calls to setjmp() with calls to sigsetjmp() with a nonzero
       savesigs argument.

NOTES         top

       setjmp() and longjmp() can be useful for dealing with errors
       inside deeply nested function calls or to allow a signal handler
       to pass control to a specific point in the program, rather than
       returning to the point where the handler interrupted the main
       program.  In the latter case, if you want to portably save and
       restore signal masks, use sigsetjmp() and siglongjmp().  See also
       the discussion of program readability below.

CAVEATS         top

       The compiler may optimize variables into registers, and longjmp()
       may restore the values of other registers in addition to the
       stack pointer and program counter.  Consequently, the values of
       automatic variables are unspecified after a call to longjmp() if
       they meet all the following criteria:

       •  they are local to the function that made the corresponding
          setjmp() call;

       •  their values are changed between the calls to setjmp() and
          longjmp(); and

       •  they are not declared as volatile.

       Analogous remarks apply for siglongjmp().

   Nonlocal gotos and program readability
       While it can be abused, the traditional C "goto" statement at
       least has the benefit that lexical cues (the goto statement and
       the target label) allow the programmer to easily perceive the
       flow of control.  Nonlocal gotos provide no such cues: multiple
       setjmp() calls might employ the same jmp_buf variable so that the
       content of the variable may change over the lifetime of the
       application.  Consequently, the programmer may be forced to
       perform detailed reading of the code to determine the dynamic
       target of a particular longjmp() call.  (To make the programmer's
       life easier, each setjmp() call should employ a unique jmp_buf

       Adding further difficulty, the setjmp() and longjmp() calls may
       not even be in the same source code module.

       In summary, nonlocal gotos can make programs harder to understand
       and maintain, and an alternative should be used if possible.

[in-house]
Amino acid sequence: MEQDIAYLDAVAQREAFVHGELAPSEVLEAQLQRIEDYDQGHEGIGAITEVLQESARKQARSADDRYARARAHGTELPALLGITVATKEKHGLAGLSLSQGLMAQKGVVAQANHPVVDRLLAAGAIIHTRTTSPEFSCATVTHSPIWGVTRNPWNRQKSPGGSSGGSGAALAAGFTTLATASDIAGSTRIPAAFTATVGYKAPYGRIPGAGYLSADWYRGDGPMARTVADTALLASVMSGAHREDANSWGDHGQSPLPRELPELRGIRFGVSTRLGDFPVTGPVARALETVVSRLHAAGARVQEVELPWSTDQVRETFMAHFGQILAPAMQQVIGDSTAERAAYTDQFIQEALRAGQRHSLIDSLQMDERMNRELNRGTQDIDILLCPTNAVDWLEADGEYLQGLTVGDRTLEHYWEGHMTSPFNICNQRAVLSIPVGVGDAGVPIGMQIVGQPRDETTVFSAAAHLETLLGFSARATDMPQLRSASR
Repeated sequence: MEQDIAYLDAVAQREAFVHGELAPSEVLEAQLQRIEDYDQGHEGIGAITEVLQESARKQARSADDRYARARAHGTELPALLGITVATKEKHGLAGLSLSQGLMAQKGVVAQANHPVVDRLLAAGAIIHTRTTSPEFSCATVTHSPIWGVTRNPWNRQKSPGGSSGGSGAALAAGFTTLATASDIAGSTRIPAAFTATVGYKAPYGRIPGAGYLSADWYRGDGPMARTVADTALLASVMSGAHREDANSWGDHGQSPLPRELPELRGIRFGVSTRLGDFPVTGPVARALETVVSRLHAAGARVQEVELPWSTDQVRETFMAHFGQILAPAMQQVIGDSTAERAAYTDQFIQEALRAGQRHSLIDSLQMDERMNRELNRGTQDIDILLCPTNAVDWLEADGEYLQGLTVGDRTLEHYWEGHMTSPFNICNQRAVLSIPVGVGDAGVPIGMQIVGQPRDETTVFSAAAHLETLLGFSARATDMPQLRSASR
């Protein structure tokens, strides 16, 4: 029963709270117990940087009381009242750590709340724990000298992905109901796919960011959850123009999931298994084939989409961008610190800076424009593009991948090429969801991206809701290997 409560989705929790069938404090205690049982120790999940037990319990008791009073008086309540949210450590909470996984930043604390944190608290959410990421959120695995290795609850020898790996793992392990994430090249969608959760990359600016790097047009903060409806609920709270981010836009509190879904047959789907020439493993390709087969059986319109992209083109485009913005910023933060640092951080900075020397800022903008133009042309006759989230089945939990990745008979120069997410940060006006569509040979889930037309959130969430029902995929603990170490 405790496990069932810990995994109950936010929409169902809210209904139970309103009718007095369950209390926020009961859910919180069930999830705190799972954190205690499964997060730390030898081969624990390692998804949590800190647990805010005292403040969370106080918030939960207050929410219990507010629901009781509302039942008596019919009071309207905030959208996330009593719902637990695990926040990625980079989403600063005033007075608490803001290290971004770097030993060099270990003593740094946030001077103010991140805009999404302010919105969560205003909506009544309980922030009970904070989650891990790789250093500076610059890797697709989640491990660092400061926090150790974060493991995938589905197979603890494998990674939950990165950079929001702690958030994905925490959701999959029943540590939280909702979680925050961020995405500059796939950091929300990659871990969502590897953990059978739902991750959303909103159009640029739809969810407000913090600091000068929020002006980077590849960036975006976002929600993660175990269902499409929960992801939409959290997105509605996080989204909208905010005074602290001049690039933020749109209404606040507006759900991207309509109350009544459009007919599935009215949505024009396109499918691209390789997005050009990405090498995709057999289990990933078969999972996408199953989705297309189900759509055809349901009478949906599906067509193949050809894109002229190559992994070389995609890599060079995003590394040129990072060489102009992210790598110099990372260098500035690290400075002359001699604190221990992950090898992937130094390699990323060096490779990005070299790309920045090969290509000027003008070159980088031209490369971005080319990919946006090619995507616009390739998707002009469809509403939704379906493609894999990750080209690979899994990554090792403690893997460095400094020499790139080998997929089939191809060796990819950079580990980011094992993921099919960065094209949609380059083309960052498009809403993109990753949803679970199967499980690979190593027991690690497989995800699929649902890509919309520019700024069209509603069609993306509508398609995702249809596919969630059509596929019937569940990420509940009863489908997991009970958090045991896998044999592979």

Undefined Behavior
       If the function which called setjmp() returns before longjmp() is
       called, the behavior is undefined.  Some kind of subtle or
       unsubtle chaos is sure to result.

       If, in a multithreaded program, a longjmp() call employs an env
       buffer that was initialized by a call to setjmp() in a different
       thread, the behavior is undefined.

       POSIX.1-2008 Technical Corrigendum 2 adds longjmp() and
       siglongjmp() to the list of async-signal-safe functions.
       However, the standard recommends avoiding the use of these
       functions from signal handlers and goes on to point out that if
       these functions are called from a signal handler that interrupted
       a call to a non-async-signal-safe function (or some equivalent,
       such as the steps equivalent to exit(3) that occur upon a return
       from the initial call to main()), the behavior is undefined if
       the program subsequently makes a call to a non-async-signal-safe
       function.  The only way of avoiding undefined behavior is to
       ensure one of the following:

       •  After long jumping from the signal handler, the program does
          not call any non-async-signal-safe functions and does not
          return from the initial call to main().

       •  Any signal whose handler performs a long jump must be blocked
          during every call to a non-async-signal-safe function and no
          non-async-signal-safe functions are called after returning
          from the initial call to main().

SEE ALSO         top

       signal(7), signal-safety(7)

Linux man-pages (unreleased)     (date)                        setjmp(3)